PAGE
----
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Battle of Yarmuk

Battle of Yarmuk
Conflict Byzantine-Arab wars
Date August 20, 636
Place Near the Yarmuk River
Result Arab victory
Combatants
Byzantine Empire Arabs
Commanders
Theodore the Sacellarius
Bašnes
Khalid ibn Walid
Strength
About 40 000 About 20 000
Casualties
Unknown Unknown

The Battle of the Yarmuk (also spelled Yarmuq or Hieromyax) took place between the Arabs and the Byzantine Empire in 636. It is considered by some historians to have been one of the most significant battles in the history of the world, since it marked the first great wave of Muslim conquests outside Arabia, and heralded the rapid advance of Islam into Christian Palestine, Syria and Mesopotamia.

The battle took place only four years after the prophet Mohammed died in 632. He was succeeded by the first Caliph, Abu Bakr, who sought to bring all the Arabic-speaking peoples under Muslim control. In 633 Muslim armies invaded Syria, and after raids and skirmishing quickly captured Damascus in 635. Byzantine emperor Heraclius organized a force of about 40 000 troops on learning of the loss of Damascus and Emesa. The advance of this large Byzantine army, caused the Muslims under Khalid ibn Walid to abandon the cities, and retreat southward towards the River Yarmuk, a tributary of the River Jordan.

Part of the Byzantine force under Theodore the Sacellarius was defeated outside Emesa. The Arabs under Khalid ibn Walid met the other Byzantine commander, Bašnes in the valley of the Yarmuk River in late July. After a month of skirmishes, with no decisive action, the two armies finally confronted each other on August 20. According to Arab accounts, a strong south wind blew clouds of dust into the Christians' faces, and the soldiers wilted under the heat of the August sun. Despite this, Khalid was at first pushed back, but although his army was only about half the size of the Byzantine force, it was more unified then the multinational Imperial Army which contained Armenians, Slavs and Christian Arabs as well as regular Byzantine troops. According to some accounts the Muslims successfully bribed elements in the Byzantine army to defect, this task being made easier by the fact that the Arab Christians, Ghassanids, had not been paid for several months and whose Monophysite Christianity was persecuted by the Orthodox Byzantines. Some 12,000 Ghassanid Arabs switched sides. The Christian advance on the right flank, towards one of the camps containing the Arab women and families, was finally repulsed with the aid of some of the Arab women. Eventually renewed Arab counter-attacks broke through the Byzantine lines, and a rout ensued. Most of Bašnes men were either encircled and massacred, or driven to their deaths over a steep ravine. As a result of this disaster, all of Syria lay open to the Arabs. Damascus was recaptured by the Arabs within a month, and Jerusalem fell shortly after.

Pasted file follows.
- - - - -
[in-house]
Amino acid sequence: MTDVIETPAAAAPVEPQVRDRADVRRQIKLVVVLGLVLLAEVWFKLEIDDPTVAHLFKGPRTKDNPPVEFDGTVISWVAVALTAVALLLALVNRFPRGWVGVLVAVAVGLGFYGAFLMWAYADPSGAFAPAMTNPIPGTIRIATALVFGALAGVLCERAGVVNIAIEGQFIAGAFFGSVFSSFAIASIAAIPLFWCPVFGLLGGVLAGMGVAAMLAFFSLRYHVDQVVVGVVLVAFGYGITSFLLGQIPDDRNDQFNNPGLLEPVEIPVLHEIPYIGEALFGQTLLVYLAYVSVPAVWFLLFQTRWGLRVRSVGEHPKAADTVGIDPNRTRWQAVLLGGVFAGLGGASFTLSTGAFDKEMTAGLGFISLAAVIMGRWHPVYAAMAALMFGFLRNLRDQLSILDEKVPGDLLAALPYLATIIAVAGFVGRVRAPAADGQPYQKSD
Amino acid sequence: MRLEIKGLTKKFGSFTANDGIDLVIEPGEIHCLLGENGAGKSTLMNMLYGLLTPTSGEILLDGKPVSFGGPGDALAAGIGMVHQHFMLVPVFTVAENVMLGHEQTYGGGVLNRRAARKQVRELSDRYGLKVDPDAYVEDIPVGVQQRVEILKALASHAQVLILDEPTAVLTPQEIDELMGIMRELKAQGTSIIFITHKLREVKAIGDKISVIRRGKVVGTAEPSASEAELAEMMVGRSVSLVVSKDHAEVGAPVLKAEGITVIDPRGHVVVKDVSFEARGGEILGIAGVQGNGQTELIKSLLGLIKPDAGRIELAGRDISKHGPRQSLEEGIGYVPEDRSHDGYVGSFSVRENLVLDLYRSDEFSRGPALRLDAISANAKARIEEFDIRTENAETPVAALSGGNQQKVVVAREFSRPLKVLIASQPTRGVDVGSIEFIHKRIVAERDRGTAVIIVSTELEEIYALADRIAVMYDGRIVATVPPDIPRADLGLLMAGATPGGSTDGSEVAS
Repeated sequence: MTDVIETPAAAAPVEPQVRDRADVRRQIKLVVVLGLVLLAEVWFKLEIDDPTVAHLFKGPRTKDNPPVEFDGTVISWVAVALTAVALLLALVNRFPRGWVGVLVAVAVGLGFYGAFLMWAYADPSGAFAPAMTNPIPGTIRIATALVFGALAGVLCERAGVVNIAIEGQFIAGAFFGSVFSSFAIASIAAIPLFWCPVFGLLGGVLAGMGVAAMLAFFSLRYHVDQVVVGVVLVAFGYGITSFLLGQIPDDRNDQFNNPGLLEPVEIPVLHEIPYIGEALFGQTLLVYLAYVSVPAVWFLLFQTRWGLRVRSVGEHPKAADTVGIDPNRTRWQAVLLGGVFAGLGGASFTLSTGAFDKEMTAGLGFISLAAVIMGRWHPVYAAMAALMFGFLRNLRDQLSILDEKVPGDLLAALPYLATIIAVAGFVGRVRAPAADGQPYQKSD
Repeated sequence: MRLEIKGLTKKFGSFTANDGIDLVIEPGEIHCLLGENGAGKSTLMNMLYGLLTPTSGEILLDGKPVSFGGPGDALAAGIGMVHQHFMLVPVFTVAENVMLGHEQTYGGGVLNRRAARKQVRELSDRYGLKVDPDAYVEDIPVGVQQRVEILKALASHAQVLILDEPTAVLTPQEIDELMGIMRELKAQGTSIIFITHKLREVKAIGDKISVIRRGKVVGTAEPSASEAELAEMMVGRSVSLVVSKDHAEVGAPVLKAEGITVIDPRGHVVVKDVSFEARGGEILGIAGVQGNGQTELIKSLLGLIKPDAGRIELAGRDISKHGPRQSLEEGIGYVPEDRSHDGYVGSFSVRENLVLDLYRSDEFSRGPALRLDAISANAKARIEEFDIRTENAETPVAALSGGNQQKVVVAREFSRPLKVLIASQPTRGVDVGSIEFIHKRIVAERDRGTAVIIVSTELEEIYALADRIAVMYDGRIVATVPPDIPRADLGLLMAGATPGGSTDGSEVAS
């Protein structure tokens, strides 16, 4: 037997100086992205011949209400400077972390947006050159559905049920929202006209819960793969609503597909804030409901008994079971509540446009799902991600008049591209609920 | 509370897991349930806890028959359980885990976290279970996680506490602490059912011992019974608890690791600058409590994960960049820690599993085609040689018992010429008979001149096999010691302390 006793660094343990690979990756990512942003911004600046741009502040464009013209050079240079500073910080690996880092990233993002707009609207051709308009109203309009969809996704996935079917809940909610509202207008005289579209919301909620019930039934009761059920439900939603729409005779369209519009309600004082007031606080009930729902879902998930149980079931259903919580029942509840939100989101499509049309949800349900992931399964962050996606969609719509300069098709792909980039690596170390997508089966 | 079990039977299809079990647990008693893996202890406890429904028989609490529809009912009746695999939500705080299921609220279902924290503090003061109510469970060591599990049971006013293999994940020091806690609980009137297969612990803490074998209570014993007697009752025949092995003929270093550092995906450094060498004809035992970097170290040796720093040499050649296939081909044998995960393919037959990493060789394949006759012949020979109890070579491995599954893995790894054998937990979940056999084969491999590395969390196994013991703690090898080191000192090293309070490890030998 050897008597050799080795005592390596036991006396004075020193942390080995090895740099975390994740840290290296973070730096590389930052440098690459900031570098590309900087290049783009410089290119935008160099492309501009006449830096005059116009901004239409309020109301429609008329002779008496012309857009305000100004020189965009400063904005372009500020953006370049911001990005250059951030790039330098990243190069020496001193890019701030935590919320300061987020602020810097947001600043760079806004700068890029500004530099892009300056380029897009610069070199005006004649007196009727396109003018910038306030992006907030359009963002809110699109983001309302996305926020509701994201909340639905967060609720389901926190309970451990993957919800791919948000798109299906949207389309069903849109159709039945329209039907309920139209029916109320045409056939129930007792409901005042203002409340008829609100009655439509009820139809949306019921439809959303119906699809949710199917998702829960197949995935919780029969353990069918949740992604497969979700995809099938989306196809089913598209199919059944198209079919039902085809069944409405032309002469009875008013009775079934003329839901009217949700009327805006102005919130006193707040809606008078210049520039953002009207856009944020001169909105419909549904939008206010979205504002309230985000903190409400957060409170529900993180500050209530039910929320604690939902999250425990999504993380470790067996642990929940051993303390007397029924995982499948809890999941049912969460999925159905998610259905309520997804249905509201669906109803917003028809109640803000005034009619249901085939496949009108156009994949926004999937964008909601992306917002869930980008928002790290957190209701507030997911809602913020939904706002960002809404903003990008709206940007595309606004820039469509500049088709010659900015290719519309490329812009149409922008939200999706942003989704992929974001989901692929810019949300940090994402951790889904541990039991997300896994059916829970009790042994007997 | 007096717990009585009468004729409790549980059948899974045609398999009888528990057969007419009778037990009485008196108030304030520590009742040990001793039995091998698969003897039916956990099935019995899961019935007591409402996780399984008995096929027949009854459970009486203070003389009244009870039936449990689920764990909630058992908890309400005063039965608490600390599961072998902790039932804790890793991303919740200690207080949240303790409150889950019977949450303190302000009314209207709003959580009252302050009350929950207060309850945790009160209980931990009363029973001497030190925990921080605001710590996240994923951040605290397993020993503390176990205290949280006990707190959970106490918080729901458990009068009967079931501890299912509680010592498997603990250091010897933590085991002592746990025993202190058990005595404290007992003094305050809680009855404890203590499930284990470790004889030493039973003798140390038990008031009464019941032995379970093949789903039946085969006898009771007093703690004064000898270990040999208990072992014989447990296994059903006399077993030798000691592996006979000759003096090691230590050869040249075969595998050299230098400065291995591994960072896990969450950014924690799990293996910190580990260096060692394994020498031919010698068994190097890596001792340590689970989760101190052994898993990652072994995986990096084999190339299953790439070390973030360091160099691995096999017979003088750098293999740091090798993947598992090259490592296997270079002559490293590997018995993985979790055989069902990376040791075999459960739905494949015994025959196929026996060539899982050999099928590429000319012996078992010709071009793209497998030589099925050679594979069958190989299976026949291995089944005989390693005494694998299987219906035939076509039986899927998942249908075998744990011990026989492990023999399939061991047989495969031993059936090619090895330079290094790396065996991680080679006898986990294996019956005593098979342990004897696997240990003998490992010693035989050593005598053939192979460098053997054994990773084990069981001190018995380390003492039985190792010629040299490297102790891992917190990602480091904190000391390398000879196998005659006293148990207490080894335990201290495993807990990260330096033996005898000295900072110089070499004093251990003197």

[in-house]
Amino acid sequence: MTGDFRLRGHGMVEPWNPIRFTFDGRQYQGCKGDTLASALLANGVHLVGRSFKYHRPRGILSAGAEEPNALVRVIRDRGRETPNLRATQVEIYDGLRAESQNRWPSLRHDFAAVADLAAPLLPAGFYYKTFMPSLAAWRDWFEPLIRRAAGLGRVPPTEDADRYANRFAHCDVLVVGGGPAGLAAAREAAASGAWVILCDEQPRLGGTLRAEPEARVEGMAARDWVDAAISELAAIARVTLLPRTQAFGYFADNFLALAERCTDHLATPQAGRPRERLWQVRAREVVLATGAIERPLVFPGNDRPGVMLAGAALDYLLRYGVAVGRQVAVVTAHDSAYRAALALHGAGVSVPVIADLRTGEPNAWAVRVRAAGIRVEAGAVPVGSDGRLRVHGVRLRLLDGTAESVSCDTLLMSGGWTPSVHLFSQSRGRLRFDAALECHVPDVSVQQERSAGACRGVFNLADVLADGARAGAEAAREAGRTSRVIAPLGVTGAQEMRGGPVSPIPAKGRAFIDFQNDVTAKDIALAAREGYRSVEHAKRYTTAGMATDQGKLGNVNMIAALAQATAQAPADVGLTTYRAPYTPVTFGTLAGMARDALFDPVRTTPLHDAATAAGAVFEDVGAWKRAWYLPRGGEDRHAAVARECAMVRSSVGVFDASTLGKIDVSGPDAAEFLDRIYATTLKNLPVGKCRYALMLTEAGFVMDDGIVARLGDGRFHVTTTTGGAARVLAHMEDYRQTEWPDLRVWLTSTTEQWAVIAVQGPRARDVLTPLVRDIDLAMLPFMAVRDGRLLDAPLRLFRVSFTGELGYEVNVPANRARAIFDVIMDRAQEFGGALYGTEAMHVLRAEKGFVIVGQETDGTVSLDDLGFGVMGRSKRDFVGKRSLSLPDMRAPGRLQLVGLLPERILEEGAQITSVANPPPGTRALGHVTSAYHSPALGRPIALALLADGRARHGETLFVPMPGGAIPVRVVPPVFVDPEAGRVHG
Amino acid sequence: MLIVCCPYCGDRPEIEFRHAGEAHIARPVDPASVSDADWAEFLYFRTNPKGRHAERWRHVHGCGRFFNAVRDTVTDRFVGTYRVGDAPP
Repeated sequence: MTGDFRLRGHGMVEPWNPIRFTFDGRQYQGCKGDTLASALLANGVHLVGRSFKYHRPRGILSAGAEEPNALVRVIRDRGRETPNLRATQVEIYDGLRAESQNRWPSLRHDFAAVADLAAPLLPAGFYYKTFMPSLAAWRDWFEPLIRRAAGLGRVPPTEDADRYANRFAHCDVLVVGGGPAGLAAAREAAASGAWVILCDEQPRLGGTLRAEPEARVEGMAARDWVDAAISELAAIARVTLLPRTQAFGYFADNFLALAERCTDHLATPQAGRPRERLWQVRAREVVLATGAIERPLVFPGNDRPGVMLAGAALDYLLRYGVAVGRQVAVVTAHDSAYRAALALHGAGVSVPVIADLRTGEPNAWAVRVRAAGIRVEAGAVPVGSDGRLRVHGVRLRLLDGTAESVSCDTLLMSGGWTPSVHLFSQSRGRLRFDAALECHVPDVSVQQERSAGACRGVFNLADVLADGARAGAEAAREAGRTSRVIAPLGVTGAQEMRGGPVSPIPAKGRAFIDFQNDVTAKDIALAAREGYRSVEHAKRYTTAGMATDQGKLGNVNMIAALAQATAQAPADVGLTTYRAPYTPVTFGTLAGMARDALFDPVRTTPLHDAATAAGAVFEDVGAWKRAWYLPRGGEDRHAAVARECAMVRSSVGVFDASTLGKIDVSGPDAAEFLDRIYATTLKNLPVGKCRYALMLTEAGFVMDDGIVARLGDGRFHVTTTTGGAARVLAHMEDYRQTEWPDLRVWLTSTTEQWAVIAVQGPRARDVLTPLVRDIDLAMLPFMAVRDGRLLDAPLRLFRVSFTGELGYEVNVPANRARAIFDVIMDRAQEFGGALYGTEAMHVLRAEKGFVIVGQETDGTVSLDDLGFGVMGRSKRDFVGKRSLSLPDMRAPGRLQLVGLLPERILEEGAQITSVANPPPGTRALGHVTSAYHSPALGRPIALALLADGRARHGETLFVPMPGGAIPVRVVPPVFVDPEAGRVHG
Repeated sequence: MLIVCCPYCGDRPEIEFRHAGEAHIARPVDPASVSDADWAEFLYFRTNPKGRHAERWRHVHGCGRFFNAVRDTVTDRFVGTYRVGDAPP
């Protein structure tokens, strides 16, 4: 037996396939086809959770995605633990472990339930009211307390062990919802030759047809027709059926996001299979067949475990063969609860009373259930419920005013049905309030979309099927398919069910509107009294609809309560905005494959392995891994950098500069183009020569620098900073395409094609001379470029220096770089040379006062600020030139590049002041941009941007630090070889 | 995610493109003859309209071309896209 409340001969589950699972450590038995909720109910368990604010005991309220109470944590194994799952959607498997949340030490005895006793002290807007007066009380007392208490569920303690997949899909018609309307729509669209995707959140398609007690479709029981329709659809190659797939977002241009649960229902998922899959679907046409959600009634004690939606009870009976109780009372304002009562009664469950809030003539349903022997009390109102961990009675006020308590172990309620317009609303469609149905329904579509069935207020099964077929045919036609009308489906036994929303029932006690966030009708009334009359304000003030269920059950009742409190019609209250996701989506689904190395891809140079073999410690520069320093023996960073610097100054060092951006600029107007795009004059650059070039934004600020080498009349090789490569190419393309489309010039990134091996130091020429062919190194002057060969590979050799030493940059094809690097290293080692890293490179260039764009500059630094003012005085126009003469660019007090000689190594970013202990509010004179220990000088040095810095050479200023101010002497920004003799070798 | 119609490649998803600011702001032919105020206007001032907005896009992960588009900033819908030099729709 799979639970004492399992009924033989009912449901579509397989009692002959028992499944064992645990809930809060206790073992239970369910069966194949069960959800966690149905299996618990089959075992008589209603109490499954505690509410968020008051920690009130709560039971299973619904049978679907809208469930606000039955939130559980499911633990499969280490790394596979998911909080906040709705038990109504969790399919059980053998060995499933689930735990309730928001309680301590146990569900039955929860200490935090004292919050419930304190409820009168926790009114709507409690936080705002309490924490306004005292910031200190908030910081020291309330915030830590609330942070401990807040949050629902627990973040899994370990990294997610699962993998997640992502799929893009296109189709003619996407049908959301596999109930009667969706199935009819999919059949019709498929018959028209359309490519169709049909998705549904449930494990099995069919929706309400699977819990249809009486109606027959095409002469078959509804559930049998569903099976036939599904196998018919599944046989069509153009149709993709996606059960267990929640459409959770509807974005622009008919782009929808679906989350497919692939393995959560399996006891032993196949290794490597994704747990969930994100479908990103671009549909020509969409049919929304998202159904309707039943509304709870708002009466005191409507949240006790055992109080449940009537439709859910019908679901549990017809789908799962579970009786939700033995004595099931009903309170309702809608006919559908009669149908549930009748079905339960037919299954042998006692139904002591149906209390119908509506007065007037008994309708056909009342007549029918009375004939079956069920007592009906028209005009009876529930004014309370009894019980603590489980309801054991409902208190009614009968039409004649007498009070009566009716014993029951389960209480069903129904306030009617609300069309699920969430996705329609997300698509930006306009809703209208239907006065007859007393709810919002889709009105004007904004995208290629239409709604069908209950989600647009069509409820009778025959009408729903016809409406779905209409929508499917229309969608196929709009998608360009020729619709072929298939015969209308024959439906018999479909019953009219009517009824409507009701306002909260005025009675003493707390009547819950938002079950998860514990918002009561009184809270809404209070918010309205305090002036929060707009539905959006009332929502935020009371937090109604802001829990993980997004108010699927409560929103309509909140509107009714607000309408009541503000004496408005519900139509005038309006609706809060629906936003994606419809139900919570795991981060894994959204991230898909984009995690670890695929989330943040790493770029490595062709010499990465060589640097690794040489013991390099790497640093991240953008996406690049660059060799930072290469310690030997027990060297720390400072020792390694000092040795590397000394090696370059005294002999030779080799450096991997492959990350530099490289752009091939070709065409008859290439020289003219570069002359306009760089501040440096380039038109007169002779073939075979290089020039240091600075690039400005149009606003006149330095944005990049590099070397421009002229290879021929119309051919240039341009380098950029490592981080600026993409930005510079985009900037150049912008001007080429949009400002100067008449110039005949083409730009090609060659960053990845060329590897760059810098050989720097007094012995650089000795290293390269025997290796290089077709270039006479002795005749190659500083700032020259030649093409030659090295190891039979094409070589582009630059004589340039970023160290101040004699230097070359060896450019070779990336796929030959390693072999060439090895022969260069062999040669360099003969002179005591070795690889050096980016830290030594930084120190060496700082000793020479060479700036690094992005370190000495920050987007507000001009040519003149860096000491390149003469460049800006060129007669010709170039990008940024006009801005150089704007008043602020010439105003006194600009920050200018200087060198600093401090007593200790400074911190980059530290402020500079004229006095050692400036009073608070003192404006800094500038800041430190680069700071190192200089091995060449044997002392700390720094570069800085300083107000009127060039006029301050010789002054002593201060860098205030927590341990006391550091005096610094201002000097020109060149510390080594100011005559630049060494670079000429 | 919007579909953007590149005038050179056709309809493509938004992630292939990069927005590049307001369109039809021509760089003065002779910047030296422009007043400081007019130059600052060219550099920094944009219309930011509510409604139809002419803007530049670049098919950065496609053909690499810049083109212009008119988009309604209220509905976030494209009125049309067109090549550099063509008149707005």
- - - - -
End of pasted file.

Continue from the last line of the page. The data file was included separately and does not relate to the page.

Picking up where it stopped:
When news of the disaster reached Heraclius at Antioch, it is said that he bade a last farewell to Syria, saying, "Farewell Syria, my fair province. Thou art an enemy's now"; and left Antioch for Constantinople. Heraclius began to concentrate his remaining forces on a defense of Egypt instead.



Last updated: 12-17-2004 01:50:06